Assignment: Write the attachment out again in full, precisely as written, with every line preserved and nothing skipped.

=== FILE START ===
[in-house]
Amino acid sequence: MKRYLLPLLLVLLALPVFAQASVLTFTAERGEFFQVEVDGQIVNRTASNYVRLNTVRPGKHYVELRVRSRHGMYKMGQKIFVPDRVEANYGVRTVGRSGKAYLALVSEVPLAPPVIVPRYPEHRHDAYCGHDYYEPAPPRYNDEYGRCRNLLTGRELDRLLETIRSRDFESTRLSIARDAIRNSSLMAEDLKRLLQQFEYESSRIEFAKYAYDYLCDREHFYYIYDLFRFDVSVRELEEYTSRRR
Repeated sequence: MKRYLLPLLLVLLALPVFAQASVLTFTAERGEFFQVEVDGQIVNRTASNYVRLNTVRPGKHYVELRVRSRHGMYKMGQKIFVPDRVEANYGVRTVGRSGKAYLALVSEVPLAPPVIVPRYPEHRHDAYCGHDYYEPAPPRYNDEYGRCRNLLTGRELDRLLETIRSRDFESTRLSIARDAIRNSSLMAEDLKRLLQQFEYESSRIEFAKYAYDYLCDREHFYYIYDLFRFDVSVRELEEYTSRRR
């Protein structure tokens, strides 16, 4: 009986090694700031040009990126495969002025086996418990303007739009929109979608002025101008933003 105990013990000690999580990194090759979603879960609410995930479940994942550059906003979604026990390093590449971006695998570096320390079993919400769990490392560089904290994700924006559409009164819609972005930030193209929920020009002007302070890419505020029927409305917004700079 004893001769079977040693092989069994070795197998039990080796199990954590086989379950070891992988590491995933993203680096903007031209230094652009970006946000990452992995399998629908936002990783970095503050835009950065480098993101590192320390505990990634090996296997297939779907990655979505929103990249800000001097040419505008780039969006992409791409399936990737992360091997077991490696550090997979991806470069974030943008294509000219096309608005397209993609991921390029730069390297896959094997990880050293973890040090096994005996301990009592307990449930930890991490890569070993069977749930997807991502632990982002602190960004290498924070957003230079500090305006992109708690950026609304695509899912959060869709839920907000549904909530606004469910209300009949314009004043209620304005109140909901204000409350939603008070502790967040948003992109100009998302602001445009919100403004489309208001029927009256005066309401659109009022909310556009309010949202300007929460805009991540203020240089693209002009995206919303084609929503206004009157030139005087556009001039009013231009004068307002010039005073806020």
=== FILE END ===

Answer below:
[in-house]
Amino acid sequence: MKRYLLPLLLVLLALPVFAQASVLTFTAERGEFFQVEVDGQIVNRTASNYVRLNTVRPGKHYVELRVRSRHGMYKMGQKIFVPDRVEANYGVRTVGRSGKAYLALVSEVPLAPPVIVPRYPEHRHDAYCGHDYYEPAPPRYNDEYGRCRNLLTGRELDRLLETIRSRDFESTRLSIARDAIRNSSLMAEDLKRLLQQFEYESSRIEFAKYAYDYLCDREHFYYIYDLFRFDVSVRELEEYTSRRR
Repeated sequence: MKRYLLPLLLVLLALPVFAQASVLTFTAERGEFFQVEVDGQIVNRTASNYVRLNTVRPGKHYVELRVRSRHGMYKMGQKIFVPDRVEANYGVRTVGRSGKAYLALVSEVPLAPPVIVPRYPEHRHDAYCGHDYYEPAPPRYNDEYGRCRNLLTGRELDRLLETIRSRDFESTRLSIARDAIRNSSLMAEDLKRLLQQFEYESSRIEFAKYAYDYLCDREHFYYIYDLFRFDVSVRELEEYTSRRR
């Protein structure tokens, strides 16, 4: 009986090694700031040009990126495969002025086996418990303007739009929109979608002025101008933003 105990013990000690999580990194090759979603879960609410995930479940994942550059906003979604026990390093590449971006695998570096320390079993919400769990490392560089904290994700924006559409009164819609972005930030193209929920020009002007302070890419505020029927409305917004700079 004893001769079977040693092989069994070795197998039990080796199990954590086989379950070891992988590491995933993203680096903007031209230094652009970006946000990452992995399998629908936002990783970095503050835009950065480098993101590192320390505990990634090996296997297939779907990655979505929103990249800000001097040419505008780039969006992409791409399936990737992360091997077991490696550090997979991806470069974030943008294509000219096309608005397209993609991921390029730069390297896959094997990880050293973890040090096994005996301990009592307990449930930890991490890569070993069977749930997807991502632990982002602190960004290498924070957003230079500090305006992109708690950026609304695509899912959060869709839920907000549904909530606004469910209300009949314009004043209620304005109140909901204000409350939603008070502790967040948003992109100009998302602001445009919100403004489309208001029927009256005066309401659109009022909310556009309010949202300007929460805009991540203020240089693209002009995206919303084609929503206004009157030139005087556009001039009013231009004068307002010039005073806020």